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The word company has its origins in the Old French term compagnie, meaning a “society, friendship, intimacy; body of soldiers”, which came from the Late Latin word companio (“one who eats bread with you”), first attested in the Lex Salica [萨利克法] as a calque [仿造词] of the Germanic expression gahlaibo (“with bread”), related to Old High German galeipo (“companion”) and to Gothic gahlaiba (“messmate” [同食者]).

A company, abbreviated as co., is a legal entity representing an association of people, whether natural, legal or a mixture of both, with a specific objective. Company members share a common purpose and unite to achieve specific, declared goals. Companies take various forms, such as:

  • voluntary associations, which may include nonprofit organizations
  • business entities, whose aim is generating profit
  • financial entities and banks
  • programs or educational institutions.

A company can be created as a legal person so that the company itself has limited liability as members perform or fail to discharge their duty according to the publicly declared incorporation, or published policy. When a company closes, it may need to be liquidated to avoid further legal obligations.

Companies may associate and collectively register themselves as new companies; the resulting entities are often known as corporate groups.

In the United States, a company may be a “corporation, partnership, association, joint-stock company, trust [信托], fund [基金], or organized group of persons, whether incorporated or not, and (in an official capacity) any receiver, trustee in bankruptcy, or similar official, or liquidating agent, for any of the foregoing”. In the US, a company is not necessarily a corporation.

A corporation is a separate legal entity from its owners. Difference Between Corporation and Company 

Company may also refer to:

  • Company [连] (military unit), a group of soldiers. The modern-day U.S. Army company has 250 to 300 soldiers in it. This number does not include the company’s officer. The company is divided into three platoons, each led by a non-commissioned officer.
  • Opera company, an instituted company that performs operas
  • Theatre company, of touring actors, singers and/or dancers

company还可能意为other people:

  • We’ve got company. 有人来了。
  • Phoebe is good company (=a cheerful person who is enjoyable to be with).
  • Come over for dinner, I could use the company (=would like to be with people).
  • Her husband is away for the week, so I thought I’d go over and keep her company (=be with her so that she doesn’t feel lonely).
  • The two women enjoy each other’s company.

六级/考研单词: intimate, companion, abbreviation, illicit, entity, unite, volunteer, liable, discharge, accord, farther, seldom, bankrupt, militant, opera, supper, lonely

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The word company has its origins in the Old French term compagnie, meaning a “society, friendship, intimacy; body of soldiers”, which came from the Late Latin word companio (“one who eats bread with you”), first attested in the Lex Salica [萨利克法] as a calque [仿造词] of the Germanic expression gahlaibo (“with bread”), related to Old High German galeipo (“companion”) and to Gothic gahlaiba (“messmate” [同食者]).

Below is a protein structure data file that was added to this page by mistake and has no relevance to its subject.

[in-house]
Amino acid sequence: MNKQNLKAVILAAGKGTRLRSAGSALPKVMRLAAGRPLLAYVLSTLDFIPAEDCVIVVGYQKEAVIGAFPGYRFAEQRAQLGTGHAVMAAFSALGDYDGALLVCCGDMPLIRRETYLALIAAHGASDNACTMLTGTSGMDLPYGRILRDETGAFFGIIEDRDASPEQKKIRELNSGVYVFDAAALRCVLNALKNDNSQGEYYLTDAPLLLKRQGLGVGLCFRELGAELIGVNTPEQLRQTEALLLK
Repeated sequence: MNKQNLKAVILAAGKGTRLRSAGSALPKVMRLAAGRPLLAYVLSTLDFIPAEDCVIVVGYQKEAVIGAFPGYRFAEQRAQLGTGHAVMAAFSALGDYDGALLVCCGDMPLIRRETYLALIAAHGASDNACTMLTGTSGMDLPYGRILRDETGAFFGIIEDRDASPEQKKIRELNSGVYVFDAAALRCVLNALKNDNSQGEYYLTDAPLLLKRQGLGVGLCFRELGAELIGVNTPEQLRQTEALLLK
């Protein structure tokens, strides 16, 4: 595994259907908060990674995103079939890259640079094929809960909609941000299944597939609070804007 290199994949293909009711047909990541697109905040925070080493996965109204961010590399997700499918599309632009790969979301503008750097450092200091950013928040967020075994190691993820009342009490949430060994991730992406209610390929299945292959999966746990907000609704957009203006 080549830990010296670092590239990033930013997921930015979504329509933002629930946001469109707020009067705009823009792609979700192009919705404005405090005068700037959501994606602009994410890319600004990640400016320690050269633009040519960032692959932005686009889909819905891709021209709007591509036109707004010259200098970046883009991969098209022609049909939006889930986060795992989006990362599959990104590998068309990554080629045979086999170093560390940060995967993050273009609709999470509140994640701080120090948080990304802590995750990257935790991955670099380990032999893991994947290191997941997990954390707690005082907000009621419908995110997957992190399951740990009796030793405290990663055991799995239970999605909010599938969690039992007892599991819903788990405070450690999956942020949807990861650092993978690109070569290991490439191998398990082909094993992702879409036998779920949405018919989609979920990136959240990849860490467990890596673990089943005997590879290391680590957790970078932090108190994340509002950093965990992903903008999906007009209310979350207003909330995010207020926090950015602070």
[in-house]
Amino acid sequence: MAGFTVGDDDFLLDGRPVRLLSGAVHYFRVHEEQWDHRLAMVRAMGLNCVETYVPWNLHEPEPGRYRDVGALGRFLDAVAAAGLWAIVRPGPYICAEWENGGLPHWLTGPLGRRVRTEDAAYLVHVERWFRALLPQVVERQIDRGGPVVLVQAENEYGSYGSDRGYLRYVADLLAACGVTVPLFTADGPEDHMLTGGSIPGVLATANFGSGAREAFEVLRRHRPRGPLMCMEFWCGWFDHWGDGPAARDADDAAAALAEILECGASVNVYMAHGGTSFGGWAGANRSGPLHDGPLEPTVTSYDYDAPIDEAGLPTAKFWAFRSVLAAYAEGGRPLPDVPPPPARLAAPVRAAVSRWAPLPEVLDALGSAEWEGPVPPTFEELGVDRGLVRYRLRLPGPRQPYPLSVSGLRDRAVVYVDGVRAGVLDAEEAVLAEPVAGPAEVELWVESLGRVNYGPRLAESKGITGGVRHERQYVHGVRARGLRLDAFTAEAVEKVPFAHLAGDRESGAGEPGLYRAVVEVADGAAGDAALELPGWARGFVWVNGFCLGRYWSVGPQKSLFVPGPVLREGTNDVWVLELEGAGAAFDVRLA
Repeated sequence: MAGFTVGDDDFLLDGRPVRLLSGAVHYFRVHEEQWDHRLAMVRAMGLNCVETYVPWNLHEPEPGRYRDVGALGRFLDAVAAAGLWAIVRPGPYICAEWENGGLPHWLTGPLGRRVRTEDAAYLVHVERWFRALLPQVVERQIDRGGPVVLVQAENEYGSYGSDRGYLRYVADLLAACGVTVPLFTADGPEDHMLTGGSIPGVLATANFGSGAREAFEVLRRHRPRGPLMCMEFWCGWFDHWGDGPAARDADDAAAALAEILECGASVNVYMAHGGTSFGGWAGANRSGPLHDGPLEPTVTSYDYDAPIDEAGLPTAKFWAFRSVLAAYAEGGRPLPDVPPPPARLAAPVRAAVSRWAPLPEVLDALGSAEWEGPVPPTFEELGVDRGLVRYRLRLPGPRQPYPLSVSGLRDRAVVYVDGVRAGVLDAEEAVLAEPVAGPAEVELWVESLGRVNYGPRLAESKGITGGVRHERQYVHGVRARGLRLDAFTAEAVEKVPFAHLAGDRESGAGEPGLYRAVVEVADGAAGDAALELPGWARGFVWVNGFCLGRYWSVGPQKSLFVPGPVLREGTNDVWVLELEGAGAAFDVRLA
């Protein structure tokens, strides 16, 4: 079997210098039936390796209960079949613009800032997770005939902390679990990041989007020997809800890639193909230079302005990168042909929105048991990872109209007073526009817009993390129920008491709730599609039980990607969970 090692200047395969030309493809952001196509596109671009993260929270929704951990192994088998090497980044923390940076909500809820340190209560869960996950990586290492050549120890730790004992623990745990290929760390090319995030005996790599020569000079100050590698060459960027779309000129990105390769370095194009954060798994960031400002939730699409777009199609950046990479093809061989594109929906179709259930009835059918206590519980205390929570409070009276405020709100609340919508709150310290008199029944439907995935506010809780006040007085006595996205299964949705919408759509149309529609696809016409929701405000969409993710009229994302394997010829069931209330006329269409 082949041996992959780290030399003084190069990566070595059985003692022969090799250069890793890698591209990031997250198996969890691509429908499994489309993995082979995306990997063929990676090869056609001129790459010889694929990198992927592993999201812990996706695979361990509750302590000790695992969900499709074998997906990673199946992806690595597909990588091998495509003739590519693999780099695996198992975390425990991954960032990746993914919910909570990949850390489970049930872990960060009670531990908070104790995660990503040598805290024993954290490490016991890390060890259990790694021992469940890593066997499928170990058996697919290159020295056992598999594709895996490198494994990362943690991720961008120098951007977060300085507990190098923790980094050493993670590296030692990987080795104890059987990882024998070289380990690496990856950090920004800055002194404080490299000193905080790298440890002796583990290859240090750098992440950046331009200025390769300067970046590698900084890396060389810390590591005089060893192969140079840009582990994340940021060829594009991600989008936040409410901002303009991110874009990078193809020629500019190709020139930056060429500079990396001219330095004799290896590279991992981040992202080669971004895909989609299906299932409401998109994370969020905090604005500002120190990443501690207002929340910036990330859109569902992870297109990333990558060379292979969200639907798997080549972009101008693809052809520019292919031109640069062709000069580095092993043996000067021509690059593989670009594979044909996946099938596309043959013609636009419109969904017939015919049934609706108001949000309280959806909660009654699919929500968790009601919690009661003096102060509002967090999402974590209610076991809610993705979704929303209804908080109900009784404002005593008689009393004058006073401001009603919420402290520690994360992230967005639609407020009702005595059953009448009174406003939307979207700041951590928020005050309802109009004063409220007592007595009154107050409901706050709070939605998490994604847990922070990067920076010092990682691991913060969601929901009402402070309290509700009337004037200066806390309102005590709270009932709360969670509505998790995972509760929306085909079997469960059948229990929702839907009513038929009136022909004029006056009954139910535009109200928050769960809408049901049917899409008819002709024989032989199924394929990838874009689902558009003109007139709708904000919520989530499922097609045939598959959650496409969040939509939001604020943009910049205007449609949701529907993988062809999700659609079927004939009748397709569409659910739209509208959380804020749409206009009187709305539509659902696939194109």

A company, abbreviated as co., is a legal entity representing an association of people, whether natural, legal or a mixture of both, with a specific objective. Company members share a common purpose and unite to achieve specific, declared goals. Companies take various forms, such as:

  • voluntary associations, which may include nonprofit organizations
  • business entities, whose aim is generating profit
  • financial entities and banks
  • programs or educational institutions.

A company can be created as a legal person so that the company itself has limited liability as members perform or fail to discharge their duty according to the publicly declared incorporation, or published policy. When a company closes, it may need to be liquidated to avoid further legal obligations.

Companies may associate and collectively register themselves as new companies; the resulting entities are often known as corporate groups.

In the United States, a company may be a “corporation, partnership, association, joint-stock company, trust [信托], fund [基金], or organized group of persons, whether incorporated or not, and (in an official capacity) any receiver, trustee in bankruptcy, or similar official, or liquidating agent, for any of the foregoing”. In the US, a company is not necessarily a corporation.

A corporation is a separate legal entity from its owners. Difference Between Corporation and Company 

Company may also refer to:

  • Company [连] (military unit), a group of soldiers. The modern-day U.S. Army company has 250 to 300 soldiers in it. This number does not include the company’s officer. The company is divided into three platoons, each led by a non-commissioned officer.
  • Opera company, an instituted company that performs operas
  • Theatre company, of touring actors, singers and/or dancers

company还可能意为other people:

  • We’ve got company. 有人来了。
  • Phoebe is good company (=a cheerful person who is enjoyable to be with).
  • Come over for dinner, I could use the company (=would like to be with people).
  • Her husband is away for the week, so I thought I’d go over and keep her company (=be with her so that she doesn’t feel lonely).
  • The two women enjoy each other’s company.

六级/考研单词: intimate, companion, abbreviation, illicit, entity, unite, volunteer, liable, discharge, accord, farther, seldom, bankrupt, militant, opera, supper, lonely